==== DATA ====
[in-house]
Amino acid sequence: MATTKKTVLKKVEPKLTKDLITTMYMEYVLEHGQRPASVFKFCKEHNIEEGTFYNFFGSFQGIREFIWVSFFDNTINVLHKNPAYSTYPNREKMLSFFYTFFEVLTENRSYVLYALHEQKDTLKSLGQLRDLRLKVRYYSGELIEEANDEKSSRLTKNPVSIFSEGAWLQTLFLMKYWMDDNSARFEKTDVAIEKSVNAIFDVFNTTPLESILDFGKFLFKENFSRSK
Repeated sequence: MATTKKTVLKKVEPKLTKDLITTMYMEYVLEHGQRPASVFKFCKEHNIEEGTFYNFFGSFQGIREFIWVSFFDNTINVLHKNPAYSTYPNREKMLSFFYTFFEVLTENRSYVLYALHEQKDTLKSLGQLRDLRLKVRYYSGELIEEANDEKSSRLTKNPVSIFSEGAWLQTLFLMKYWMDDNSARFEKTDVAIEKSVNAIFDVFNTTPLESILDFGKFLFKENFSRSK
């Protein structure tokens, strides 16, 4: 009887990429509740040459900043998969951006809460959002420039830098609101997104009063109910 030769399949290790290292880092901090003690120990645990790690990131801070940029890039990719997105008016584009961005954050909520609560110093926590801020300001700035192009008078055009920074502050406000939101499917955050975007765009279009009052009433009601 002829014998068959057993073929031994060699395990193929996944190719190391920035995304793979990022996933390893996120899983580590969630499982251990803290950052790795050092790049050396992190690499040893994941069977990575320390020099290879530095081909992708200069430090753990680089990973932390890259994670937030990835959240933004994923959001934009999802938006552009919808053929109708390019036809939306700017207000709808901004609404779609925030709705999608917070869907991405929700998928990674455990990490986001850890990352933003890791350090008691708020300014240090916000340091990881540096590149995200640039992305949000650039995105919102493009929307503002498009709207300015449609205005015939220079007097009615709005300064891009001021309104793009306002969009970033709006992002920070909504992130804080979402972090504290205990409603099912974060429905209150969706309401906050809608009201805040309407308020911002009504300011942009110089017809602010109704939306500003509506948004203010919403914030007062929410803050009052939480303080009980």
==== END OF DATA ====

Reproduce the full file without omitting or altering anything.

[in-house]
Amino acid sequence: MATTKKTVLKKVEPKLTKDLITTMYMEYVLEHGQRPASVFKFCKEHNIEEGTFYNFFGSFQGIREFIWVSFFDNTINVLHKNPAYSTYPNREKMLSFFYTFFEVLTENRSYVLYALHEQKDTLKSLGQLRDLRLKVRYYSGELIEEANDEKSSRLTKNPVSIFSEGAWLQTLFLMKYWMDDNSARFEKTDVAIEKSVNAIFDVFNTTPLESILDFGKFLFKENFSRSK
Repeated sequence: MATTKKTVLKKVEPKLTKDLITTMYMEYVLEHGQRPASVFKFCKEHNIEEGTFYNFFGSFQGIREFIWVSFFDNTINVLHKNPAYSTYPNREKMLSFFYTFFEVLTENRSYVLYALHEQKDTLKSLGQLRDLRLKVRYYSGELIEEANDEKSSRLTKNPVSIFSEGAWLQTLFLMKYWMDDNSARFEKTDVAIEKSVNAIFDVFNTTPLESILDFGKFLFKENFSRSK
């Protein structure tokens, strides 16, 4: 009887990429509740040459900043998969951006809460959002420039830098609101997104009063109910 030769399949290790290292880092901090003690120990645990790690990131801070940029890039990719997105008016584009961005954050909520609560110093926590801020300001700035192009008078055009920074502050406000939101499917955050975007765009279009009052009433009601 002829014998068959057993073929031994060699395990193929996944190719190391920035995304793979990022996933390893996120899983580590969630499982251990803290950052790795050092790049050396992190690499040893994941069977990575320390020099290879530095081909992708200069430090753990680089990973932390890259994670937030990835959240933004994923959001934009999802938006552009919808053929109708390019036809939306700017207000709808901004609404779609925030709705999608917070869907991405929700998928990674455990990490986001850890990352933003890791350090008691708020300014240090916000340091990881540096590149995200640039992305949000650039995105919102493009929307503002498009709207300015449609205005015939220079007097009615709005300064891009001021309104793009306002969009970033709006992002920070909504992130804080979402972090504290205990409603099912974060429905209150969706309401906050809608009201805040309407308020911002009504300011942009110089017809602010109704939306500003509506948004203010919403914030007062929410803050009052939480303080009980």